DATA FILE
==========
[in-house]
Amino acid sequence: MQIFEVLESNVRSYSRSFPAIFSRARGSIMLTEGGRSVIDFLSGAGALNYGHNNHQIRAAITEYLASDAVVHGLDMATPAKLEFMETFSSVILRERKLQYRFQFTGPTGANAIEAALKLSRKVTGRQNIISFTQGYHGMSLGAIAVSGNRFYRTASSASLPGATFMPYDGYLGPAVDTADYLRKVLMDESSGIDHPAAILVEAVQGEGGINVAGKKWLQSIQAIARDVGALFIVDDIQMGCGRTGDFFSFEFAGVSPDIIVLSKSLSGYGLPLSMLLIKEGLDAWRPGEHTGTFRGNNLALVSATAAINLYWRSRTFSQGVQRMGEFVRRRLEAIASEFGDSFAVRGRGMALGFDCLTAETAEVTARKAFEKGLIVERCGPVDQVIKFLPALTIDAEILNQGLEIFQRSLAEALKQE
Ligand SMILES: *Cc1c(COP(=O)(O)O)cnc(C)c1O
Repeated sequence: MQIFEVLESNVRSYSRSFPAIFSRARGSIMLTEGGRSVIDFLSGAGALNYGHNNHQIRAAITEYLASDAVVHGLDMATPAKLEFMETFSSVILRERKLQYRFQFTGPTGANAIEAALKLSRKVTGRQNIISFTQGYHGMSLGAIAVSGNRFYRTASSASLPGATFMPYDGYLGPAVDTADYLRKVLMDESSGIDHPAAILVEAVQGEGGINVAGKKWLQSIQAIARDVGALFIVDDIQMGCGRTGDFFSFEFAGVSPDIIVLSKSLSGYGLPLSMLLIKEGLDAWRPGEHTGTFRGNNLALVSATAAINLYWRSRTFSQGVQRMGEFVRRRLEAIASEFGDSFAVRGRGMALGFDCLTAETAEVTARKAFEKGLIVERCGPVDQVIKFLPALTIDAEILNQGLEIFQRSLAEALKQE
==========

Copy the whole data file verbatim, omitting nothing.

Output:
[in-house]
Amino acid sequence: MQIFEVLESNVRSYSRSFPAIFSRARGSIMLTEGGRSVIDFLSGAGALNYGHNNHQIRAAITEYLASDAVVHGLDMATPAKLEFMETFSSVILRERKLQYRFQFTGPTGANAIEAALKLSRKVTGRQNIISFTQGYHGMSLGAIAVSGNRFYRTASSASLPGATFMPYDGYLGPAVDTADYLRKVLMDESSGIDHPAAILVEAVQGEGGINVAGKKWLQSIQAIARDVGALFIVDDIQMGCGRTGDFFSFEFAGVSPDIIVLSKSLSGYGLPLSMLLIKEGLDAWRPGEHTGTFRGNNLALVSATAAINLYWRSRTFSQGVQRMGEFVRRRLEAIASEFGDSFAVRGRGMALGFDCLTAETAEVTARKAFEKGLIVERCGPVDQVIKFLPALTIDAEILNQGLEIFQRSLAEALKQE
Ligand SMILES: *Cc1c(COP(=O)(O)O)cnc(C)c1O
Repeated sequence: MQIFEVLESNVRSYSRSFPAIFSRARGSIMLTEGGRSVIDFLSGAGALNYGHNNHQIRAAITEYLASDAVVHGLDMATPAKLEFMETFSSVILRERKLQYRFQFTGPTGANAIEAALKLSRKVTGRQNIISFTQGYHGMSLGAIAVSGNRFYRTASSASLPGATFMPYDGYLGPAVDTADYLRKVLMDESSGIDHPAAILVEAVQGEGGINVAGKKWLQSIQAIARDVGALFIVDDIQMGCGRTGDFFSFEFAGVSPDIIVLSKSLSGYGLPLSMLLIKEGLDAWRPGEHTGTFRGNNLALVSATAAINLYWRSRTFSQGVQRMGEFVRRRLEAIASEFGDSFAVRGRGMALGFDCLTAETAEVTARKAFEKGLIVERCGPVDQVIKFLPALTIDAEILNQGLEIFQRSLAEALKQE